There are dozens of ideas and options for containers. Don’t go out and buy tupperware or milk jugs–just take a walk in the neighbourhood on the evening before recycling pickup day. Blue boxes are a treasure trove of jugs, clear containers, plastic tubs, and pop bottles.

Here are the guiding principles for container selection.
1. height. must be room for about 4″ of seeding mix. Any deeper and you’ll have difficulty pricking out the seedlings’ roots. Any shallower and the container will dry out too fast or not have enough room for healthy root development. The height of the “dome” is also important. The seedlings need room to grow before hitting the roof. There must be enough space between the soil surface and the rooftop/lid for air circulation to prevent the contents from overheating.
2. drainage. There MUST be drainage holes cut (or burned) in the bottom. If you’re using mushroom tubs (a really convenient size I find) or pop bottles you’ll need to poke at least four holes.
3. rigid sides. Okay, I’ve seen the “baggie method” but don’t try moving those flimsy bags. You really need sturdy sides because at some point you’ll need to re-locate, lift, water, or otherwise handle the container.
4. air circulation. The clear or translucent “greenhouse cover” must have more than one hole for venting. If you’re using a jug or pop bottle you’ll need to poke several more holes near the top in to allow for circulation.
5. precipitation management. Rain and snow must not be allowed to deluge the container. A little bit is okay and even necessary but anticipate and plan for where the rainwater may pool and drip.
6. light. The “greenhouse” cover must be clear or translucent. Make sure that the level of the soil is close to the top of the container. Otherwide the container walls will cast too much shade on the soil surface. I fill, tamp, and level my containers with a straightedge. After a few weeks outside the soil/mix level will drop up to a centimetre or so. This is okay. But avoid starting out with large gaps.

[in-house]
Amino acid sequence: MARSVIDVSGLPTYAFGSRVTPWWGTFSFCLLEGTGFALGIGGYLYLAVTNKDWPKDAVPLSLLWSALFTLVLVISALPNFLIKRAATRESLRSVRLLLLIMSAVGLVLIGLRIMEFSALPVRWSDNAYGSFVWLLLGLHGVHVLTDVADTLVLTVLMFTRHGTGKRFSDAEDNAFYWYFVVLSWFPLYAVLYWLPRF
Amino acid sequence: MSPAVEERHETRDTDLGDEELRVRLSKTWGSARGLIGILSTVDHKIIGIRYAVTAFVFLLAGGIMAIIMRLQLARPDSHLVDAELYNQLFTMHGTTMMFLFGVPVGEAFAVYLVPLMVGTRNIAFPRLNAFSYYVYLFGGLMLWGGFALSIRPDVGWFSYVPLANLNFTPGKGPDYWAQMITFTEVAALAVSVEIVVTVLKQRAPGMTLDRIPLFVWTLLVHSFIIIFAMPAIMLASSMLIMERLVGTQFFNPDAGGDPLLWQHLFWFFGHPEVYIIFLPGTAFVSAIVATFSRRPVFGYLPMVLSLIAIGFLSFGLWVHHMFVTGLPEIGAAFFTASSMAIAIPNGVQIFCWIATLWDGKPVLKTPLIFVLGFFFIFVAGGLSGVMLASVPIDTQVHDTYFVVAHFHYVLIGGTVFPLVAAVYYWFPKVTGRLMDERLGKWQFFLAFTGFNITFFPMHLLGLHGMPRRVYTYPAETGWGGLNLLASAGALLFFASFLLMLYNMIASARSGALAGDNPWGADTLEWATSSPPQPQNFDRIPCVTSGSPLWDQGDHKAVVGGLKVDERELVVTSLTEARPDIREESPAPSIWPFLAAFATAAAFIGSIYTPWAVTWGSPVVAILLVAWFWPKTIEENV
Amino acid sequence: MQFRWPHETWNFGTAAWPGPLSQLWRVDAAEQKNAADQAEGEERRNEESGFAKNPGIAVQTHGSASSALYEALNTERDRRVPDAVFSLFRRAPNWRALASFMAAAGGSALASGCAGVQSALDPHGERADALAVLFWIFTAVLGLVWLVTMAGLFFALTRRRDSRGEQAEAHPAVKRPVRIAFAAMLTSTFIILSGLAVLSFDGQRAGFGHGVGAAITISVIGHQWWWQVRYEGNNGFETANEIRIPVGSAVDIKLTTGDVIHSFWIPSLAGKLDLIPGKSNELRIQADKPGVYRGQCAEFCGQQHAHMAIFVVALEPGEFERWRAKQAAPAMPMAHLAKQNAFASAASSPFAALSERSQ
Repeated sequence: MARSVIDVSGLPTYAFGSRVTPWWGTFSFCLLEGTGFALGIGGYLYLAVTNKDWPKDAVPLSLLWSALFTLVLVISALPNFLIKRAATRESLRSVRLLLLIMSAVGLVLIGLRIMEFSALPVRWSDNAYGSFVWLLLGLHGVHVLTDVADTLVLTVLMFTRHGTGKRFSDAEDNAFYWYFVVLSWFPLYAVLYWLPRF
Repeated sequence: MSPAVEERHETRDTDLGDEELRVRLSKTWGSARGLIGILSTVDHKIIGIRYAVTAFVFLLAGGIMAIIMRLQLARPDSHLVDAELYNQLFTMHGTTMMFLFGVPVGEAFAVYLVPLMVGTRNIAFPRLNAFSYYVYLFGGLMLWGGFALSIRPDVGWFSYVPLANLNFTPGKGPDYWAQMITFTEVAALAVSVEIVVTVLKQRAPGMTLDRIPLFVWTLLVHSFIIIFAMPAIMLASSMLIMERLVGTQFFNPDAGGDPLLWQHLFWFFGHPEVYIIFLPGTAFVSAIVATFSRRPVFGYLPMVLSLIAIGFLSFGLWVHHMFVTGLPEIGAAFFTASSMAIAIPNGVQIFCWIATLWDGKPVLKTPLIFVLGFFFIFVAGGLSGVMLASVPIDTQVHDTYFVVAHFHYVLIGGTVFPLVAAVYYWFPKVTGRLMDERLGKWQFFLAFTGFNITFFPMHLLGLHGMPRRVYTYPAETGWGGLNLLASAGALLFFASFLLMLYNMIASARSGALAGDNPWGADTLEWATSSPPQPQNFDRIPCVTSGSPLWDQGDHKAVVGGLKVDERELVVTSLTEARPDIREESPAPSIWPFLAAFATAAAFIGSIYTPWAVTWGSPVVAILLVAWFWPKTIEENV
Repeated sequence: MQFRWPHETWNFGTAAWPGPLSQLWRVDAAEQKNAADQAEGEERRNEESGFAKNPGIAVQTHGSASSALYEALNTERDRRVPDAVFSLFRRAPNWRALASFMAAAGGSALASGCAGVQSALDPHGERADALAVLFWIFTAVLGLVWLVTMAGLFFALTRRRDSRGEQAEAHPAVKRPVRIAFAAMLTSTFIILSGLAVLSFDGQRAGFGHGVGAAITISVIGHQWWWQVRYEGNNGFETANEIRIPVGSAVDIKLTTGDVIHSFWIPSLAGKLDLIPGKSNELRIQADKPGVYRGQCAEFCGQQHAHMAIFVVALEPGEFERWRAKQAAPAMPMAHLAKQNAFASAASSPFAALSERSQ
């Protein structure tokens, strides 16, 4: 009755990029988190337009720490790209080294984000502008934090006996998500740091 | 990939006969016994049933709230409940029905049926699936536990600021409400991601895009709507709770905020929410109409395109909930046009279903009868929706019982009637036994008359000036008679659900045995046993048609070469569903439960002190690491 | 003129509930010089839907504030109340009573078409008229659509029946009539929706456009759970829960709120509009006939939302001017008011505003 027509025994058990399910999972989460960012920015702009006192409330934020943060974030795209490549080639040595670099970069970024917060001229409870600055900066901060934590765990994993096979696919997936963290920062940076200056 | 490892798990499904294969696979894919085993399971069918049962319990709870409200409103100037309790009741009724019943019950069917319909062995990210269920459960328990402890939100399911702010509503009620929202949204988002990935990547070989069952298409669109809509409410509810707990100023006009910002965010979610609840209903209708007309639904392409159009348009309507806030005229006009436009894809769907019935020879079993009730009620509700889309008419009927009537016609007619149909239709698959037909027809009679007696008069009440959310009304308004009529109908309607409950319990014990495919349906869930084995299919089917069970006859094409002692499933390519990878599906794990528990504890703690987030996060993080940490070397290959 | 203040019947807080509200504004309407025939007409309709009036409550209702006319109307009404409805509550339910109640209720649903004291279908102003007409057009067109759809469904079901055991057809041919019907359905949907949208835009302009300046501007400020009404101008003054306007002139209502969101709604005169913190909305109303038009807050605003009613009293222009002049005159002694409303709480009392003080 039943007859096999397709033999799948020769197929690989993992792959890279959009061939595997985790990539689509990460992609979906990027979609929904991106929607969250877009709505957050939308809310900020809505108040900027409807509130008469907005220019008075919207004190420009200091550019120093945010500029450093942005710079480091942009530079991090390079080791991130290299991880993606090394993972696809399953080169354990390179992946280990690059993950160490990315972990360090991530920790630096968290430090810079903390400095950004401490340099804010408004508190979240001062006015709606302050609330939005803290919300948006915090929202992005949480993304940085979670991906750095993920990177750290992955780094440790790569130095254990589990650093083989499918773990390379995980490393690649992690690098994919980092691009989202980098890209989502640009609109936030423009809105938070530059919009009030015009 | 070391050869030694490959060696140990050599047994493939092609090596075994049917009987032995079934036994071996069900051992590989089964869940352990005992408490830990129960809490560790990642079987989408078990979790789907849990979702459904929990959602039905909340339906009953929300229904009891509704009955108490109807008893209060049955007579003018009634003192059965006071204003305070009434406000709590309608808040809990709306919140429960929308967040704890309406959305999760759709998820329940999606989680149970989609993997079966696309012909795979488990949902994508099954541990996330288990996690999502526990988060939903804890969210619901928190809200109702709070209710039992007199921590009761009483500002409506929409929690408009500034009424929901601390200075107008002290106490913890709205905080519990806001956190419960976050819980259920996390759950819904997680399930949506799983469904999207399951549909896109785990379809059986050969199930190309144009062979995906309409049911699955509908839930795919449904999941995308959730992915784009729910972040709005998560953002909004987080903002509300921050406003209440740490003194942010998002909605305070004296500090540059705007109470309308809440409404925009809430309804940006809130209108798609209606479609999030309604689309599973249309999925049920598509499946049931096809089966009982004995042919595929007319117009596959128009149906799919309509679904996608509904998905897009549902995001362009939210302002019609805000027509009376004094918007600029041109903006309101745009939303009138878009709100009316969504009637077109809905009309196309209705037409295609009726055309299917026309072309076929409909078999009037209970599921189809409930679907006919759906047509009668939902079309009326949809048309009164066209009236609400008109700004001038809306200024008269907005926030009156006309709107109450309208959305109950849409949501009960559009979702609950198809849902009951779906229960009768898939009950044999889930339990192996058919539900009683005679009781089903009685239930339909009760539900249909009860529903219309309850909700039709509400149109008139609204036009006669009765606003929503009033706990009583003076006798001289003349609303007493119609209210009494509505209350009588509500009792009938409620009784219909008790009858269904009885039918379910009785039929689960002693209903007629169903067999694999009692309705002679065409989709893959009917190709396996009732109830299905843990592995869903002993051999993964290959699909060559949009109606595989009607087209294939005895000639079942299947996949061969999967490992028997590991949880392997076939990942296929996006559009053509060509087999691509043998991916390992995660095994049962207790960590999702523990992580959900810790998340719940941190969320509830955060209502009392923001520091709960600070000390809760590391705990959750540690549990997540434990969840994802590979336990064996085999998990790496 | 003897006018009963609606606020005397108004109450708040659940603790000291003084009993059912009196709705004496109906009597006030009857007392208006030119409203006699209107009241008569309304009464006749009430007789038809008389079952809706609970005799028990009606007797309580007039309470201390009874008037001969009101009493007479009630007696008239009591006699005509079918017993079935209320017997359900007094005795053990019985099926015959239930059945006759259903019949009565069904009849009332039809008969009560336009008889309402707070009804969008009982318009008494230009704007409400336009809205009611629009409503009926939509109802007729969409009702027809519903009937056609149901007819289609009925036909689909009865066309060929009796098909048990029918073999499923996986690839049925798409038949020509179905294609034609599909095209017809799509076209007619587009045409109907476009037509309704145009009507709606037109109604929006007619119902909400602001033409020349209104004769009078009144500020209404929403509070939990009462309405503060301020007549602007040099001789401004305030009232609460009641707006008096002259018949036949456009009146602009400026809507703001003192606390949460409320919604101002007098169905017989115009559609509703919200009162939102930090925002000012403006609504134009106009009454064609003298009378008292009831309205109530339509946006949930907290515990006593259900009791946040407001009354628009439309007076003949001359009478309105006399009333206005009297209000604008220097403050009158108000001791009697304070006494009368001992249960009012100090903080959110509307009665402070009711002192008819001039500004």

7. size. Choose a container that is the right size for the number of seeds you plan to sow. Lots of seeds = bigger container. Big seeds = bigger container.
8. one species per container. Just trust me on this. Don’t mix them. Don’t do half-and-half. Just use in separate containers.

This type of pop bottle with a curved “hourglass” shape makes an excellent container with a snug-fitting top.
Two cuts are needed. One at about 4″ (first dotted line in the photo) and one just below the label, at the full circumfrence.

If you don’t have the “hourglass” pop bottles, straight ones work too, but without the snug “nesting” fit. Here I’ve used a bottle top on a cut-down yogurt tub, which fits fairly well. Tape (water-resistant Gorilla tape or sheathing tape) them together so rain doesn’t sluice into the tub.

Blurry photo. Sorry.
Shows the nice snug overlap with the “hourglass” pop bottle fitting over the base. Rain does not wash into the tub. A few pieces of tape are still needed to hold the top on.
There are five additional holes around the top for air circulation.

A translucent jug is good for shade-adapted species. This one contained windshield-wiper fluid–I washed it thoroughly and cut six additional vent holes.

Large yogurt tubs can be cut down to size. Tabs are folded into a pinwheel shape and taped with water-resistant Gorilla tape or sheathing tape. Check for drainage by filling with water before you fill with mix.

Making Holes for Vents and Drainage

Before you haul out the electric drill or ruin your good knife trying to cut through rigid plastic, try melting your vent holes. A hot metal rod or narrow blade (I use a steel barbecue skewer) will easily pierce any plastic container. Hold the end of the rod over a lit candle or a flame from a gas stove. It doesn’t have to get white-hot– just hot enough. Then poke away. Wipe off the plastic residue before re-heating the rod. And don’t use it for anything else. It’s now your forever winter-sower-poker tool.


Over the years I’ve tried many tools to keep labels from fading and peeling off as they endure sun, rain, snow and wind in their months outdoors. Here’s the rundown.
China Markers (a.k.a. grease pencils) are very reliable for weather resistance. They work on pretty much any surface. But they are clunky and slow as writing instruments. Not suitable for small labels. Don’t get them wet (!)